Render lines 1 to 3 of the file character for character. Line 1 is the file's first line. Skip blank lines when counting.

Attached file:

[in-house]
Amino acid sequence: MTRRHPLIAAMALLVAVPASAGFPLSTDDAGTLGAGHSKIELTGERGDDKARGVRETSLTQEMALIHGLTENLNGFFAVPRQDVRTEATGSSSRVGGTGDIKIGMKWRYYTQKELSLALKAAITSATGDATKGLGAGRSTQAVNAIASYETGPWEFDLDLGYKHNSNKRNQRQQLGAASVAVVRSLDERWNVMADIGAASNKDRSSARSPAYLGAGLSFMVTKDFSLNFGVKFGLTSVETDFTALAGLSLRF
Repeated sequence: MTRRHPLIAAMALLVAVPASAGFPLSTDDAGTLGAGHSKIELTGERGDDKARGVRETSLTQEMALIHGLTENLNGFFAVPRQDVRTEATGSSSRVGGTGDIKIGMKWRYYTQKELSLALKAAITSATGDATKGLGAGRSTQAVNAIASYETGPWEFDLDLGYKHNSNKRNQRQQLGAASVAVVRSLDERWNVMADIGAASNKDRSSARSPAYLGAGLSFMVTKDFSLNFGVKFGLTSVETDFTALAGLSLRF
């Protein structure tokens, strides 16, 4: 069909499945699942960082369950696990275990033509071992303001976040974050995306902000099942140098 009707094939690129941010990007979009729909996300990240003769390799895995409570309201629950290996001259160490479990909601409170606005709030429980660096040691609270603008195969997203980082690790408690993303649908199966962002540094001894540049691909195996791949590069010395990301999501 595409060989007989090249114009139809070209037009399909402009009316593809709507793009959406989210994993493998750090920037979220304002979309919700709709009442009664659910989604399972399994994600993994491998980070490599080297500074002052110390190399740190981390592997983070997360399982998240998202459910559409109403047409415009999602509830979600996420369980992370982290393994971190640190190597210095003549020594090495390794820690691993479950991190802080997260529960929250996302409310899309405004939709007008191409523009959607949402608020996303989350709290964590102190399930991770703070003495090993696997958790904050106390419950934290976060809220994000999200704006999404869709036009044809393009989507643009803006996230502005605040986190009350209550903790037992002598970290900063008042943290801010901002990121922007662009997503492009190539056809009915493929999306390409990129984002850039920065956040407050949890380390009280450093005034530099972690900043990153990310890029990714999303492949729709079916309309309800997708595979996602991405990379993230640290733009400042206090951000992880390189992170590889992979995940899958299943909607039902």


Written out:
[in-house]
Amino acid sequence: MTRRHPLIAAMALLVAVPASAGFPLSTDDAGTLGAGHSKIELTGERGDDKARGVRETSLTQEMALIHGLTENLNGFFAVPRQDVRTEATGSSSRVGGTGDIKIGMKWRYYTQKELSLALKAAITSATGDATKGLGAGRSTQAVNAIASYETGPWEFDLDLGYKHNSNKRNQRQQLGAASVAVVRSLDERWNVMADIGAASNKDRSSARSPAYLGAGLSFMVTKDFSLNFGVKFGLTSVETDFTALAGLSLRF
Repeated sequence: MTRRHPLIAAMALLVAVPASAGFPLSTDDAGTLGAGHSKIELTGERGDDKARGVRETSLTQEMALIHGLTENLNGFFAVPRQDVRTEATGSSSRVGGTGDIKIGMKWRYYTQKELSLALKAAITSATGDATKGLGAGRSTQAVNAIASYETGPWEFDLDLGYKHNSNKRNQRQQLGAASVAVVRSLDERWNVMADIGAASNKDRSSARSPAYLGAGLSFMVTKDFSLNFGVKFGLTSVETDFTALAGLSLRF